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Items: 1 to 20 of 115

1.

Crucial roles for olfactory ensheathing cells and olfactory mucosal cells in the repair of damaged neural tracts.

Ekberg JA, St John JA.

Anat Rec (Hoboken). 2014 Jan;297(1):121-8. doi: 10.1002/ar.22803. Epub 2013 Dec 2. Review.

2.

The potential therapeutic applications of olfactory ensheathing cells in regenerative medicine.

Chou RH, Lu CY; Wei-Lee, Fan JR, Yu YL, Shyu WC.

Cell Transplant. 2014;23(4-5):567-71. doi: 10.3727/096368914X678508. Review.

PMID:
24816451
3.

Combined transplantation of neural stem cells and olfactory ensheathing cells for the repair of spinal cord injuries.

Ao Q, Wang AJ, Chen GQ, Wang SJ, Zuo HC, Zhang XF.

Med Hypotheses. 2007;69(6):1234-7. Epub 2007 Jun 4.

PMID:
17548168
4.

Olfactory ensheathing cells and spinal cord repair.

Mackay-Sim A.

Keio J Med. 2005 Mar;54(1):8-14. Review.

5.

Transplantation of autologous olfactory ensheathing cells in complete human spinal cord injury.

Tabakow P, Jarmundowicz W, Czapiga B, Fortuna W, Miedzybrodzki R, Czyz M, Huber J, Szarek D, Okurowski S, Szewczyk P, Gorski A, Raisman G.

Cell Transplant. 2013;22(9):1591-612. doi: 10.3727/096368912X663532.

PMID:
24007776
6.

Olfactory ensheathing cells: their potential use for repairing the injured spinal cord.

Lu J, Ashwell K.

Spine (Phila Pa 1976). 2002 Apr 15;27(8):887-92. Review.

PMID:
11935115
7.

Olfactory ensheathing cell transplantation as a strategy for spinal cord repair--what can it achieve?

Barnett SC, Riddell JS.

Nat Clin Pract Neurol. 2007 Mar;3(3):152-61. Review.

PMID:
17342191
8.
9.

[An update of repairing spinal cord injury by olfactory ensheathing cells].

Hu ZJ, Ma YH.

Zhongguo Gu Shang. 2009 Jan;22(1):68-71. Review. Chinese.

PMID:
19203056
10.

Olfactory ensheathing cells promote locomotor recovery after delayed transplantation into transected spinal cord.

Lu J, Féron F, Mackay-Sim A, Waite PM.

Brain. 2002 Jan;125(Pt 1):14-21.

PMID:
11834589
11.

Olfactory ensheathing cells: unique glial cell types?

Barnett SC.

J Neurotrauma. 2004 Apr;21(4):375-82. Review.

PMID:
15115587
12.
13.

Olfactory ensheathing cells do not exhibit unique migratory or axonal growth-promoting properties after spinal cord injury.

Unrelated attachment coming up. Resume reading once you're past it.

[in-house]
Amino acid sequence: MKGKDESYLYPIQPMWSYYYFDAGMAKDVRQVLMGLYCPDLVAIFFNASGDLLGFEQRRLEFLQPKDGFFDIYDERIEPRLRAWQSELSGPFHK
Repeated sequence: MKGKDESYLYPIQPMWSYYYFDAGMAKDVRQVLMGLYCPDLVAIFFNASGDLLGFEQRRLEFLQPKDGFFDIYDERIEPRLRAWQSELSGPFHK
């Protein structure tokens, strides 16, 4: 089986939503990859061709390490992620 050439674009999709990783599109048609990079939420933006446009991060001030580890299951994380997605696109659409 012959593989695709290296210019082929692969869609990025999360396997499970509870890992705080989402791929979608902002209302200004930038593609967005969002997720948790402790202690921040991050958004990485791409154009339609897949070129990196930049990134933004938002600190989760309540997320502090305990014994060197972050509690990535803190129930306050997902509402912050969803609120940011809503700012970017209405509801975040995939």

Lu P, Yang H, Culbertson M, Graham L, Roskams AJ, Tuszynski MH.

J Neurosci. 2006 Oct 25;26(43):11120-30.

14.

Culturing olfactory ensheathing cells from the mouse olfactory epithelium.

Richter M, Westendorf K, Roskams AJ.

Methods Mol Biol. 2008;438:95-102. doi: 10.1007/978-1-59745-133-8_9.

PMID:
18369752
15.

Fibroblasts isolated from human middle turbinate mucosa cause neural progenitor cells to differentiate into glial lineage cells.

Wu X, Bolger WE, Anders JJ.

PLoS One. 2013 Oct 21;8(10):e76926. doi: 10.1371/journal.pone.0076926. eCollection 2013.

16.
17.

Unique in vivo properties of olfactory ensheathing cells that may contribute to neural repair and protection following spinal cord injury.

Kocsis JD, Lankford KL, Sasaki M, Radtke C.

Neurosci Lett. 2009 Jun 12;456(3):137-42. doi: 10.1016/j.neulet.2008.08.093. Epub 2009 Jan 17. Review.

18.

Potential of olfactory ensheathing cells from different sources for spinal cord repair.

Mayeur A, Duclos C, Honoré A, Gauberti M, Drouot L, do Rego JC, Bon-Mardion N, Jean L, Vérin E, Emery E, Lemarchant S, Vivien D, Boyer O, Marie JP, Guérout N.

PLoS One. 2013 Apr 24;8(4):e62860. doi: 10.1371/journal.pone.0062860. Print 2013.

19.

Olfactory ensheathing glia transplantation: a therapy to promote repair in the mammalian central nervous system.

Santos-Benito FF, Ramón-Cueto A.

Anat Rec B New Anat. 2003 Mar;271(1):77-85. Review.

20.

Olfactory ensheathing cells exhibit unique migratory, phagocytic, and myelinating properties in the X-irradiated spinal cord not shared by Schwann cells.

Lankford KL, Sasaki M, Radtke C, Kocsis JD.

Glia. 2008 Nov 15;56(15):1664-78. doi: 10.1002/glia.20718.

PMID:
18551623

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